However, despite working with Terry ending up being pretty cool, I never worked on any other projects with other film students the rest of the time I was there. I just did it all myself. I didn't have to face potential rejection of asking someone to work with me, and I didn't have to worry about letting someone else down by doing a worse job than they expected. Not that I did bad work, but I had irrational fears of doing bad work. [See next topic for more on that]
In fact, much more than making any positive relationships in film school, I formed silent, petty judgements of almost everyone else. I had a group of probably 10 people whom I despised from afar without ever having talked to them one on one, just from listening to them speak in all my classes. I'm sure I was also super jealous of the fact they were popular in the film program, because they seemed annoying enough to make me hate them without even knowing them. I especially hated this one obnoxious dude from East St. Louis. Man, I hated that guy. He was in about six of my classes. Never talked to him once.
At the same time, I'm sure people thought I was a giant piece of crap for being the gross-looking freak with the long dirty hair and baseball hat who never talked. I remember I went up to the front of a Film Theory lecture hall to turn in a paper while a bunch of other people did too, and I distinctly heard one guy loudly whisper to another guy while looking at me "Yeah, that's definitely a wig." Uhhhhhhggg... God, I hated other film students... Half of them were arrogant, smug jerks; and the other half were quietly fuming jerks like me. I was probably also smug. We all sucked, to be honest.
[A shot from one of my 16mm films, which was not great, but still went over pretty well at the screening]
LEARNING THAT NOT EVERYTHING I MAKE IS CRAPPY
Since I didn't have any film school friends to work with or to screen any of my projects to *before* I turned them in, I would go into every screening in cold-sweat-dripping-from-my-armpits fear every single time. Every short film I made felt to me like it was the worst possible thing ever created. The lighting was wrong, the story is stupid, I'm going to look like such a jackass, etc. I had the same fear from day one until probably my senior thesis project that I was about to be horribly embarrassed in front of a whole bunch of my peers.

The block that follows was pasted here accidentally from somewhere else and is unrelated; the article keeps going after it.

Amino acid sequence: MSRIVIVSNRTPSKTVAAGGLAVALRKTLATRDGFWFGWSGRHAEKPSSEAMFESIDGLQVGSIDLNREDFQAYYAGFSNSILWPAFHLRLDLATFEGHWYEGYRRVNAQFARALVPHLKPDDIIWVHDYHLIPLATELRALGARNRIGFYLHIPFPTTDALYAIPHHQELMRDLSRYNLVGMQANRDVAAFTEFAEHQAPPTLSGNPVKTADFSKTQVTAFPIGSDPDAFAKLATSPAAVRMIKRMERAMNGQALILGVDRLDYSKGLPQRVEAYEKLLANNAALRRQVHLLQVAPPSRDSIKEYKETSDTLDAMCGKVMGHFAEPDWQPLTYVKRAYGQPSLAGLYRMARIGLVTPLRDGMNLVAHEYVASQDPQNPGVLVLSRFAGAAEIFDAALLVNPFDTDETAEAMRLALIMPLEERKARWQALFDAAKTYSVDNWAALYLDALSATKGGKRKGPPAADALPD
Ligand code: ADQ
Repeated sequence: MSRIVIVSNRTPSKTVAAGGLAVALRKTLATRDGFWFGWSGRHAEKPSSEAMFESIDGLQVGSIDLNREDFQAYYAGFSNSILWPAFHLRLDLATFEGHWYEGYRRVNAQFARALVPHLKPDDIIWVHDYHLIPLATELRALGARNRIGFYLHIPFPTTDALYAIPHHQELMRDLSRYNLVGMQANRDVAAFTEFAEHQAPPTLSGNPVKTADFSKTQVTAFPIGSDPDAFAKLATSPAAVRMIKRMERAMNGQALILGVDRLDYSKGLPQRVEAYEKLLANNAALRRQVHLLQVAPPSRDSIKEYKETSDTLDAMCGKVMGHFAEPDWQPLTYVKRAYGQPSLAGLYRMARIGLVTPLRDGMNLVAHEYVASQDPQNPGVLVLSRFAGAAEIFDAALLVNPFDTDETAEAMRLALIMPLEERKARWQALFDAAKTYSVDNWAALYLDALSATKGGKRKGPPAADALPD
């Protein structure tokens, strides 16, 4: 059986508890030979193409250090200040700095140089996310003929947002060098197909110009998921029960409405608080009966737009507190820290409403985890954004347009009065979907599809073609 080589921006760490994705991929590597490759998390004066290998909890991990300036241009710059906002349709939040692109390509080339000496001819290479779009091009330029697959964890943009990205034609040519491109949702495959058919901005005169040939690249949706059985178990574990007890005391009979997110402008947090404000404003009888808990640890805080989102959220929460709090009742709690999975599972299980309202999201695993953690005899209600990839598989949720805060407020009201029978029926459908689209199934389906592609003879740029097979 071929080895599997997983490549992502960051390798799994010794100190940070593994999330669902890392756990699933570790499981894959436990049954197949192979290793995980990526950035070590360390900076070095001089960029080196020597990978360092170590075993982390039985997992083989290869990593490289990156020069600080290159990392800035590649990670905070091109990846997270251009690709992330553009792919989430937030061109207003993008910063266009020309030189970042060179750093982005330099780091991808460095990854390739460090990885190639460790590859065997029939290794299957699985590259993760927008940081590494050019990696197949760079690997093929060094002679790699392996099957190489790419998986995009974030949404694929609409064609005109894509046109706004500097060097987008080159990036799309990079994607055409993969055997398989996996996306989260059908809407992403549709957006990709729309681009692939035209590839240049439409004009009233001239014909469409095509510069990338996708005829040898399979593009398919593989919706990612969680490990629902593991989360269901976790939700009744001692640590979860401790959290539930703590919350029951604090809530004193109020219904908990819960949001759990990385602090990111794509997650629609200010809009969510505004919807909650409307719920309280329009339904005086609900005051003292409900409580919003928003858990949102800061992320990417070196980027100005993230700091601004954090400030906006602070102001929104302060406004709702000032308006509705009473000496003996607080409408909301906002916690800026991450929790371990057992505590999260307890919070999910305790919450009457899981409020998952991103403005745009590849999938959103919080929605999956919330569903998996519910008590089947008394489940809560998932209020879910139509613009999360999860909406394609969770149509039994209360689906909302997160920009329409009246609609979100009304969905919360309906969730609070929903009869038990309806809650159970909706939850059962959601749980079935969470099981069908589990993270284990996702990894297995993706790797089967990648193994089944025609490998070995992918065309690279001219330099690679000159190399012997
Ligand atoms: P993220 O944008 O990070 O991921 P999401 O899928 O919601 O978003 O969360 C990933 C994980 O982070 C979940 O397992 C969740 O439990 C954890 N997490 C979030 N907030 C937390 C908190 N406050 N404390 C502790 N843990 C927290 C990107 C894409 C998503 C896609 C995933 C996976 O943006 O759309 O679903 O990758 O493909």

But as I screened my projects and got that nervous hot flash all over my body with a wave of "Holy crap, I look stupid" in my head as people quietly watched in the darkness, I never really had anything to worry about. There was never a single time in all of film school where the thing I turned in was even in the *bottom half* of the class in terms of crappiness. My fear would slowly go away as I watched other people turn in awful projects left and right. Things that tried to be funny but failed, things that were so poorly shot that you couldn't even tell what was going on, and things that just didn't work.
I never had the best movie in the class by a long shot, but it felt good to not be one of the worst. Some people did some pretty incredible work, no doubt because they had multiple people working on them and had access to more resources than me (like a car). Hey look, there's that petty, jealous film student attitude again! But after every screening, people were actually nice to me (even if I never deserved their kindness since I never talked to any of them.) They would say "Hey man, I liked your film!" as I left class alone and in a hurry while almost everyone else stayed back and talked about stuff.
Being an introverted film student sucked, especially in the production classes. My crippling social awkwardness was a problem that carried over into my first editing job as well, and took me years to finally get over to the point where I at least consider myself normal by now. But I would suggest making as many friends as you can in the film program if you are a future or current film student. It's probably no doubt better to be the smug, popular film student and have people like myself quietly hate you without you even knowing it than vice versa. Except, I don't know, maybe I learned more because I had to figure it all out by myself? You tell me.
FORCED INTO A THESIS
I took one screenwriting class in film school, Writing for the Short Film, and I loved it. I turned in work that I was actually proud of (sometimes), and I enjoyed that I was rewarded for being creative by myself and was never pressured to work with others. I liked it so much that I wanted to write a feature-length screenplay for my thesis, which SIU offered as an option.